New particles in the atmosphere: two non-classical examples

Lead Research Organisation: University of Leeds
Department Name: Sch of Chemistry


Small particles play several very important roles in the atmosphere. They provide surfaces on which exotic chemical reactions can take place, and they act as the condensation nuclei ('seeds') on which water condenses to form ice particles and cloud droplets. Particles may also reflect visible and UV sunlight back to space (cooling the earth), and absorb outgoing infra-red radiation (contributing to the 'greenhouse' effect). For thermodynamic reasons (decreasing entropy), it is actually quite difficult to form new particles in the atmosphere from gaseous constituents. This process is known as homogeneous nucleation: a few molecules condense together to form a stable cluster (about 1 nm in size), which then becomes the building block for further growth. This proposal will examine two examples of homogeneous nucleation that occur in very different regions of the atmosphere: iodine oxide particles, which form in the marine boundary layer from iodine species that are produced biogenically in the ocean; and meteoric smoke particles, which form in the middle atmosphere from the metals and silicon oxides that ablate from meteoroids. For both these systems, we want to follow the evolution of the particles from single molecules to particles containing about 1 million molecules (diameter about 50 nm), in order to understand what controls the rate of growth and the shapes of the particles. Preliminary work shows that the particles are fractal-like ('fluffy'), with large surface areas which often facilitate chemical reactions. For example, meteoric smoke particles may influence some of the chemistry controlling ozone in the stratosphere. We will also examine the properties of these particles as ice condensation nuclei. Iodine oxides have recently been observed at high concentrations over coastal Antarctica, and could be a source of ice nuclei near the surface. Meteoric smoke particles are most likely the nuclei for noctilucent clouds. These ice clouds, which form around 83 km at high latitudes during mid-summer, were first observed at the end of the 19th Century. This has led to speculation that they are an early indicator of climate change in the middle atmosphere. Finally, we will address the question of how meteoric smoke particles descend from around 80 km to the earth's surface. The particles have been detected both by capturing them with a rocket-borne instrument flying above 70 km (in this project we propose to analyze some of these captured particles), and by detecting cosmic iridium and platinum in ice cores from Greenland and Antarctica. We will use the Met Office's general circulation model to study the transport pathways during present-day conditions and during a glacial maximum, in order to interpret the ice core record over several hundred thousand years.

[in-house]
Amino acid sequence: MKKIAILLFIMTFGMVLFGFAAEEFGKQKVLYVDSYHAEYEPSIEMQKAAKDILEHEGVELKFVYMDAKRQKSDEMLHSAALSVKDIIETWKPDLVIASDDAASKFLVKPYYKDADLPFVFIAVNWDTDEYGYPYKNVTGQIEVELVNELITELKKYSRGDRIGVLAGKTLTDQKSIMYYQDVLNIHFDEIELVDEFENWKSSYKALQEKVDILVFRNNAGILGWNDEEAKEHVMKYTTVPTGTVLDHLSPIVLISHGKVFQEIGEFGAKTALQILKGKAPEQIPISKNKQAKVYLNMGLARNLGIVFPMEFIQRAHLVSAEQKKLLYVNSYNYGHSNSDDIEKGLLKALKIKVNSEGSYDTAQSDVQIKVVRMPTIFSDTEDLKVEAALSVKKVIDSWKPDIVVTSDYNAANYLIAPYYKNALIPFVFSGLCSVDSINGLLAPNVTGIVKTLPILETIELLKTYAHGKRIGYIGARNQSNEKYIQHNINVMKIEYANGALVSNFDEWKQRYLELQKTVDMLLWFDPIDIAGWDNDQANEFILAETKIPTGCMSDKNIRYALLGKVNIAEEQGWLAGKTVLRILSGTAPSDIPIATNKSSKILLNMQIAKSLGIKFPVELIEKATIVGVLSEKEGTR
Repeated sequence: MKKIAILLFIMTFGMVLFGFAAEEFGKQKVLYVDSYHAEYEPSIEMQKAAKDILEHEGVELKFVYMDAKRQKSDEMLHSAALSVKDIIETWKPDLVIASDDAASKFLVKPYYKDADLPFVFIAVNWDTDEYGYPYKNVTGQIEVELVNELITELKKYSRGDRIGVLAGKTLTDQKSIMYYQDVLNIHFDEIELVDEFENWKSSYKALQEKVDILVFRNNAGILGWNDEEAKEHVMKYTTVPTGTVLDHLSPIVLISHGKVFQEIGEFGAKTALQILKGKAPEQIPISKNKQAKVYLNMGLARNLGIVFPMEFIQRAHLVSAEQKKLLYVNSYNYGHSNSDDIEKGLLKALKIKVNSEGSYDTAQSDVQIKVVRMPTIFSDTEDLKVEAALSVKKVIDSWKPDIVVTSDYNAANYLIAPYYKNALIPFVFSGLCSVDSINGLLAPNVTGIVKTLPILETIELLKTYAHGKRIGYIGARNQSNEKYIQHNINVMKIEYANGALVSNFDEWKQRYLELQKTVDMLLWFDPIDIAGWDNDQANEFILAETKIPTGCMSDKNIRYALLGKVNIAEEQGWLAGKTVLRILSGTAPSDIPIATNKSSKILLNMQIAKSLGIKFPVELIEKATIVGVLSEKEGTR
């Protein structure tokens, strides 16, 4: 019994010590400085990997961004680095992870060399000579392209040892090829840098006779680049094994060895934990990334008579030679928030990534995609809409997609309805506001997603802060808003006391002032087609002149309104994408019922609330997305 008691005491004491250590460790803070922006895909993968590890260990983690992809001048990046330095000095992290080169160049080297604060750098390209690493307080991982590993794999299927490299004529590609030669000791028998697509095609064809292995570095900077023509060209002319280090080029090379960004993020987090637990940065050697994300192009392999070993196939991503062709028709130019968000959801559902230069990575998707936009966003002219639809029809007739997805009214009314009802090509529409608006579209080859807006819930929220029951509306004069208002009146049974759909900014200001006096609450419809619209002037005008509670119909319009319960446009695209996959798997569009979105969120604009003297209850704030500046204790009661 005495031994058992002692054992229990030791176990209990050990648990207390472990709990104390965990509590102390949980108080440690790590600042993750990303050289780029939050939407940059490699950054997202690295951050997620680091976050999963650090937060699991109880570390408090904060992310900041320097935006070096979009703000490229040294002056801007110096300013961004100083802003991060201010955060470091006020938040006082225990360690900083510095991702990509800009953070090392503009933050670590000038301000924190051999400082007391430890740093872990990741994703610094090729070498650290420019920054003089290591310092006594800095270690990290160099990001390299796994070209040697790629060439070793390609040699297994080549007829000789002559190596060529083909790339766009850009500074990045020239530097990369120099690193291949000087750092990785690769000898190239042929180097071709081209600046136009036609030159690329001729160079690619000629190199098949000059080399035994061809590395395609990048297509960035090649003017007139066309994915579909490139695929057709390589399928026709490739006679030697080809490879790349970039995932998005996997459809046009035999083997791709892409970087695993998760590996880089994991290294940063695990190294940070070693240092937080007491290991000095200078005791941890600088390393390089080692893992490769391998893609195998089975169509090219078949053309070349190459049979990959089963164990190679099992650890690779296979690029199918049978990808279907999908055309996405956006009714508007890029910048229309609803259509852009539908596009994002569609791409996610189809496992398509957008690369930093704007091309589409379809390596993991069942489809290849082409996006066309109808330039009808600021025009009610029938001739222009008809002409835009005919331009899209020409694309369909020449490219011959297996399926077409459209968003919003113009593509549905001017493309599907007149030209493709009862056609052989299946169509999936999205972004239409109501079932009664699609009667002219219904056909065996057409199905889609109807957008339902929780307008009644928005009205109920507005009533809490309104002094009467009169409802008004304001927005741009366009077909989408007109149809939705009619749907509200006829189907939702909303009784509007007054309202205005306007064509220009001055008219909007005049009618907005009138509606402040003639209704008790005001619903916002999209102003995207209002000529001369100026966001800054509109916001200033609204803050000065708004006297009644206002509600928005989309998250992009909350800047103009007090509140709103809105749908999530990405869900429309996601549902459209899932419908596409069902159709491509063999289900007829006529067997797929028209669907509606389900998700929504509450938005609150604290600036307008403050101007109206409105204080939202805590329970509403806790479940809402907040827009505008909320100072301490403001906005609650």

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Gómez Martín JC (2013) On the mechanism of iodine oxide particle formation. in Physical chemistry chemical physics : PCCP

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Plane J (2011) On the role of metal silicate molecules as ice nuclei in Journal of Atmospheric and Solar-Terrestrial Physics

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Saunders R (2010) Studies of the Formation and Growth of Aerosol from Molecular Iodine Precursor in Zeitschrift für Physikalische Chemie

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Gómez Martín JC (2009) Kinetic studies of atmospherically relevant silicon chemistry part I: silicon atom reactions. in Physical chemistry chemical physics : PCCP

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Gómez Martín J (2009) Photochemistry of OIO: Laboratory study and atmospheric implications in Geophysical Research Letters

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Mahajan A (2009) High bromine oxide concentrations in the semi-polluted boundary layer in Atmospheric Environment

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Gómez Martín JC (2009) Kinetic studies of atmospherically relevant silicon chemistry. Part II: silicon monoxide reactions. in Physical chemistry chemical physics : PCCP

Description Iodine oxide nano-particles form in the marine boundary layer when iodine species (both inorganic and organic) are emitted from the ocean. In this project we showed that polymerization of IO and OIO form the higher oxides which polymerize into particles extremely rapidly: that is, without any entropic barriers. These particles can then act as condensation nuclei. Metal silicate particles form in the earth's mesosphere from the metallic vapours produced by meteoric ablation. Again we showed through laboratory kinetic measurements that these particles form spontaneously. The resulting particles, termed meteoric smoke particles, act as ice nuclei for Noctilucent (also termed Polar Mesospheric) clouds, which are almost certainly sensitive indicators of climate change in the upper atmosphere.
Exploitation Route The role of meteoric smoke particles as ice nuclei in the mesosphere can now be implemented in global chemistry-climate models. Similarly, the role of iodine oxides as condensation nuclei in the remote marine boundary is now being implemented in global models.
Sectors Aerospace, Defence and Marine,Environment

Description The results have been used by atmospheric scientists.
Sector Environment
Impact Types Cultural

Description ERC Advanced Grant
Amount € 2,480,000 (EUR)
Funding ID 291332 CODITA 
Organisation European Research Council (ERC) 
Sector Public
Country Belgium
Start 04/2012 
End 03/2017
Description Leverhulme Trust
Amount £177,000 (GBP)
Funding ID F/00 122/BB 
Organisation The Leverhulme Trust 
Sector Charity/Non Profit
Country United Kingdom
Start 06/2011 
End 06/2014